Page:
Route: Lake Bunyonyi National Park to the starting point of the gorilla trek: ±125 km (in smaller safari vehicles)
Travel time: ±3-4 hrs

Leopard safari Kenya and Uganda


Day 11 Return to Kampala

Today is a travelling day: we return to Kampala where we overnight and prepare for tomorrow’s activities.

Meals:    Breakfast, Lunch, Dinner
Route:    Lake Bunyonyi to Kampala 485 km
Travel time: 7 ½ hrs

Day 12 Jinja

Jinja is the centre for the water activities that take place on the Nile. The river activities include whitewater rafting, kayaking, and a variety of more sedate river cruises. Your guide will talk through the options and assist with the necessary arrangements. Non-river activities include horse riding and quad bikes.

Meals:  Breakfast, Lunch and Dinner

Route:  Kampala to Jinja 84 Km

Travel time: 2 hrs

Jinja was a fishing village that happened to be on a long-distance trade route between Mombasa and the interior of Uganda. The British established their administrative centre here and as Lake Victoria’s importance as a transport route developed, combined with the Uganda Railway linking Kisumu in Kenyan to the lake, so the significance of Jinja grew.

In 1906 a street pattern was laid out and soon after Indian traders moved in who had originally been employed upon building the railway. Cotton and sugar estates benefitted from the facilities and the railway and the whole town flourished. In 1971 Idi Amin expelled all Indians, blaming them (incorrectly) for the economic woes of indigenous Ugandans. Much of Jinja’s architecture is Indian-influenced. Sadly, most of the detailed shop-fronts and buildings, along with many industrial concerns, fell apart with the exodus of the Indians. Indians are now returning to Uganda and re-establishing their roots.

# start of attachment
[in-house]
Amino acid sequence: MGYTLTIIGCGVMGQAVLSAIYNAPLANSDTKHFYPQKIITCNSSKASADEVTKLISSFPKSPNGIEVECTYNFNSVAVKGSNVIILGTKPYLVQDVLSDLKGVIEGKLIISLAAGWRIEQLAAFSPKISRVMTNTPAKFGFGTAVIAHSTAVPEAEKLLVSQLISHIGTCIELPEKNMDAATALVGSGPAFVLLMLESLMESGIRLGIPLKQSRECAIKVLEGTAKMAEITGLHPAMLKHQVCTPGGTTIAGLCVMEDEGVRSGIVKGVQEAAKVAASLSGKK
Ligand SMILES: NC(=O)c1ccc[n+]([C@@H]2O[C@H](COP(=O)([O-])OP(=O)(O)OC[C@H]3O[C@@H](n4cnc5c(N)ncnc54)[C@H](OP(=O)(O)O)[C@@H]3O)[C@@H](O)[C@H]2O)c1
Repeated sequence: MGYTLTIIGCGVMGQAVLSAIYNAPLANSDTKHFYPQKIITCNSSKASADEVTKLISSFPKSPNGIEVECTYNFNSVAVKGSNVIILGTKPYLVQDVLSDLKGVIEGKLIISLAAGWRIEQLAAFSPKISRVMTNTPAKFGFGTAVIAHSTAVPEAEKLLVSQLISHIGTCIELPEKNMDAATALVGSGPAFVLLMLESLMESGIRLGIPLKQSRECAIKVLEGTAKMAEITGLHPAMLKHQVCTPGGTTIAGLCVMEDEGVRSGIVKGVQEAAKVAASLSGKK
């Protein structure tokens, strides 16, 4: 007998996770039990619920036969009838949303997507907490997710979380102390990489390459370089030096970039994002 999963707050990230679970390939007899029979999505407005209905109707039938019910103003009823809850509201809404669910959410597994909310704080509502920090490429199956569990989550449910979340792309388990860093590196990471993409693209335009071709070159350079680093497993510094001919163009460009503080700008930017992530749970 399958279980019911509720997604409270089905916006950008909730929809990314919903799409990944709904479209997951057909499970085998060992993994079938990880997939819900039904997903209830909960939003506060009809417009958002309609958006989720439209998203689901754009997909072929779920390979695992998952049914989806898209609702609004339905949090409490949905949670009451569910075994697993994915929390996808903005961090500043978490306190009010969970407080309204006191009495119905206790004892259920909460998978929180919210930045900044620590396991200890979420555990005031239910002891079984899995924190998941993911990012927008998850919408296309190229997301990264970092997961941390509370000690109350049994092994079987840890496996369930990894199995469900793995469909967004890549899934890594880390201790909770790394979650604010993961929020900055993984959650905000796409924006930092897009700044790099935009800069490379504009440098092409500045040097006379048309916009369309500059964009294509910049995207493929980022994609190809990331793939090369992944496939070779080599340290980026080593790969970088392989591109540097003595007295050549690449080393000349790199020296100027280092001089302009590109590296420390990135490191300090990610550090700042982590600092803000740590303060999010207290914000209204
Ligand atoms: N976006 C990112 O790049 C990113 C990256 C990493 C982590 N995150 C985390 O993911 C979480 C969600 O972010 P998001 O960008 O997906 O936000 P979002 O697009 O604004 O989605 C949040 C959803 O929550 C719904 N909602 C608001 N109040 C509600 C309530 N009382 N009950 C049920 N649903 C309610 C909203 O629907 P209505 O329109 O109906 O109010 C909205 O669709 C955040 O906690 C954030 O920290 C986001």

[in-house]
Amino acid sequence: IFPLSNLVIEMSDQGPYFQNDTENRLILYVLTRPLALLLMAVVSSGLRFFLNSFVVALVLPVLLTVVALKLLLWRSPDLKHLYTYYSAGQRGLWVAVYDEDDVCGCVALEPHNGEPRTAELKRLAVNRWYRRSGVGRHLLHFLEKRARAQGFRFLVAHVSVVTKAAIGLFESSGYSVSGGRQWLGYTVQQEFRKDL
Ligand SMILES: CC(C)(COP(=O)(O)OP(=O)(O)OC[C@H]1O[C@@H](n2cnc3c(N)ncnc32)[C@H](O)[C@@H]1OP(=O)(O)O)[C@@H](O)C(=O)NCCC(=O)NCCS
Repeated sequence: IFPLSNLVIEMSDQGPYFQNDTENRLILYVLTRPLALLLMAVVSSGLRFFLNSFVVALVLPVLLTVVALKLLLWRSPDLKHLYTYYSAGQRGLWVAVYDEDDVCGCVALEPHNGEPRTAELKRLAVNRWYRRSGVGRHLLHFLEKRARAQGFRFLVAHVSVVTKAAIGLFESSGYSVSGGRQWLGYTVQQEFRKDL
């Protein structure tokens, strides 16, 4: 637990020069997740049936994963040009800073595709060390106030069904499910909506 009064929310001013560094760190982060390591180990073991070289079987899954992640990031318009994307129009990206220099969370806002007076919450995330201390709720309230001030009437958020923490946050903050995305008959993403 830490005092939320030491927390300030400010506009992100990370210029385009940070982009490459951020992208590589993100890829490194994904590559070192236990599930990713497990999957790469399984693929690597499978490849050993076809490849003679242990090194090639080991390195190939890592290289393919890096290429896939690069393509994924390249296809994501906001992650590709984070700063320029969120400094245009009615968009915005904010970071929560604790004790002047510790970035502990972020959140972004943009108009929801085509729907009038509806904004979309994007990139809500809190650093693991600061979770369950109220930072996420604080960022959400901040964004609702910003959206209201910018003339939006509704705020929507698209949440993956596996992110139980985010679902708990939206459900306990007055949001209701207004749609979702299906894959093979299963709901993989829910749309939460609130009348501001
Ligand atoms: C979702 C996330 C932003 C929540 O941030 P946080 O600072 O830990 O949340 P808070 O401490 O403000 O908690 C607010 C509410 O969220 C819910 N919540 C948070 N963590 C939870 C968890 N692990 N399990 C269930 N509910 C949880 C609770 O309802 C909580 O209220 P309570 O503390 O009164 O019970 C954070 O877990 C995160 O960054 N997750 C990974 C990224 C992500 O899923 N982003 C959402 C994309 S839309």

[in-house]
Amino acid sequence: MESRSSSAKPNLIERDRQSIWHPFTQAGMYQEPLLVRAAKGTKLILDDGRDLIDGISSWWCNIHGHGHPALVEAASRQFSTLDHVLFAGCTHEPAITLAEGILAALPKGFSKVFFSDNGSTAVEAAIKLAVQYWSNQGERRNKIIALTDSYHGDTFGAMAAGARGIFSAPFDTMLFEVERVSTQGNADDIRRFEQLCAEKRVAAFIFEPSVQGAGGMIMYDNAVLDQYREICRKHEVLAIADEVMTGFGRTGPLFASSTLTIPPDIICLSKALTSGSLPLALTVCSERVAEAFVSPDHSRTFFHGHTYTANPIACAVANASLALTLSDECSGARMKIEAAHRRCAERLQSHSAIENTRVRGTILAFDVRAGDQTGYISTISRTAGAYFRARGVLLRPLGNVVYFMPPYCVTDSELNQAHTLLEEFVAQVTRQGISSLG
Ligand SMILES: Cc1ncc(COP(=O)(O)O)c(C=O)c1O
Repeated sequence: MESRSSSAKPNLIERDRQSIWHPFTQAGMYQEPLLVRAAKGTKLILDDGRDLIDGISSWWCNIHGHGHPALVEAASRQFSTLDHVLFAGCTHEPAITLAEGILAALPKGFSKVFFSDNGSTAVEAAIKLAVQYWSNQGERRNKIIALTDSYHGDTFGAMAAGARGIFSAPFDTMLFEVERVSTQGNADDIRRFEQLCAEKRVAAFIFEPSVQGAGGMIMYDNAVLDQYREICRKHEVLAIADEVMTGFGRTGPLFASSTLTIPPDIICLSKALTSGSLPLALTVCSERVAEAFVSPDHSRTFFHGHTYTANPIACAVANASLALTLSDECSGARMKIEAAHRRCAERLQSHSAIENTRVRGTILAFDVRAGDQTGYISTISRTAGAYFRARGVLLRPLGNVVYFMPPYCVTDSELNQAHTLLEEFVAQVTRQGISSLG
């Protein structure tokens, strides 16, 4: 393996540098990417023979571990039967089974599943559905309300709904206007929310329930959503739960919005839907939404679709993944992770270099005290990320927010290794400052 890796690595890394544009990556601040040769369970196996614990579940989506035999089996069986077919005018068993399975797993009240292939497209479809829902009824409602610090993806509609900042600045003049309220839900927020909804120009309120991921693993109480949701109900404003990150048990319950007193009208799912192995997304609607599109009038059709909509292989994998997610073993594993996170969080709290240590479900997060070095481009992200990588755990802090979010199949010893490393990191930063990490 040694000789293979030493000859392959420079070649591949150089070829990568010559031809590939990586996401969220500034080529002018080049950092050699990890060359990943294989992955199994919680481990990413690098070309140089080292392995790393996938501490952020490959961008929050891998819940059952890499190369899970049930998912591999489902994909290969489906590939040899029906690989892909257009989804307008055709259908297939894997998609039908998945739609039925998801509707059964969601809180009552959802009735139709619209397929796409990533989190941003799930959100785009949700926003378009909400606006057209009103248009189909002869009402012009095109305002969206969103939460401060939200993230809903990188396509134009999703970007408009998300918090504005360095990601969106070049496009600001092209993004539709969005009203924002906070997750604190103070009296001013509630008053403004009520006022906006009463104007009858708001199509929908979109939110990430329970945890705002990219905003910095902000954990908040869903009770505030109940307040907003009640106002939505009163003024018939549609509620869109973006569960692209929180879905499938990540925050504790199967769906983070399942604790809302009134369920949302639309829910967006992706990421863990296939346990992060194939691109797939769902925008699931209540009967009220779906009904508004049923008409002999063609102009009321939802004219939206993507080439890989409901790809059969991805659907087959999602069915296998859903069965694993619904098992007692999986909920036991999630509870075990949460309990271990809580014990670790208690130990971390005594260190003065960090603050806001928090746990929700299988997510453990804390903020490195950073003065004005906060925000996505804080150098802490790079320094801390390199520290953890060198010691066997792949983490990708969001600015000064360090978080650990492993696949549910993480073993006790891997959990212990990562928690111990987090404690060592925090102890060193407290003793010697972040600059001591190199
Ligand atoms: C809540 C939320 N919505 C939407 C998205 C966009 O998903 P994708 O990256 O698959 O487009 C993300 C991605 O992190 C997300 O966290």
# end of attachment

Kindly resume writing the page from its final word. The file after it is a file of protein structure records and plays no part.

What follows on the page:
Day 13 Eldoret, Kenya

Returning to Kenya we visit Eldoret in The Great Rift Valley. Eldoret town is at the foot of Mount Eldoret which dominates the region and reaches 2,100 m.

Meals:    Breakfast, Lunch, Dinner
Route:    Jinja to Eldoret ±320 km
Travel time: ±7-8hrs plus border crossing


Eldoret, strangely, is a Kenyan town founded by Afrikaners in 1910. The town was originally known as “64” or “Sisibo” by local people, because it was established 64 miles from Londiani. Other European and Asian traders followed and an administrative centre was officially established in 1912 and named Eldoret. Nowadays Eldoret is the hometown of legendary Kenyan runners, the most renowned of whom is Kipchoge Keino. The high altitude is an ideal training ground for middle and long distance athletes.


Safari Kenya and Uganda. Cheetah

Cheetah cub


Day 14 Nairobi

The safari ends back in Nairobi, the largest city in East Africa. There’s an optional dinner where we can swap stories and exchange contact details.
Optional Activities: meal out in Nairobi.

Meals: Breakfast, Lunch
Accommodation: own arrangements. Post overland accommodation can be booked through VentureCo.
Route: Eldoret to Nairobi ±350 km
Travel time: ±6-7 hrs


Nairobi is the capital and largest city in Kenya. The name “Nairobi” comes from the Maasai phrase “Enkare Nyirobi” which translates to “the place of cool waters”. Founded in 1899 as a simple rail depot on the railway linking Mombasa to Uganda, the town quickly grew to become the capital of British East Africa. During Kenya’s colonial period the city became a centre for the coffee, tea and sisal industries. Today it is the most populated city in East Africa, with an estimated population of 3 million. It is one of the most prominent cities in Africa politically and financially: home to many companies and organizations, including the United Nations Environment Programme and the UN Office in Africa. It is also a hub for both business and culture. The Nairobi Stock Exchange is one of the largest in Africa, ranked fourth in terms of trading volume, and is capable of making 10 million trades a day.

What’s included?

The Maasai Mara safari
Gorilla permit (1 visit per person)
Budongo Central Forest Reserve chimp trek and boat cruise
Visit to Murchison Falls
Ziwa rhino walk
Pygmy village visit Kabale
Meals as indicated; prepared and served by the crew
Accommodation can be either camping or safari lodges
Registered guides accompany throughout

What’s excluded?

Dinner in Kampala on days 7 and 11
Dinner in Nairobi on day 14
Alcoholic drinks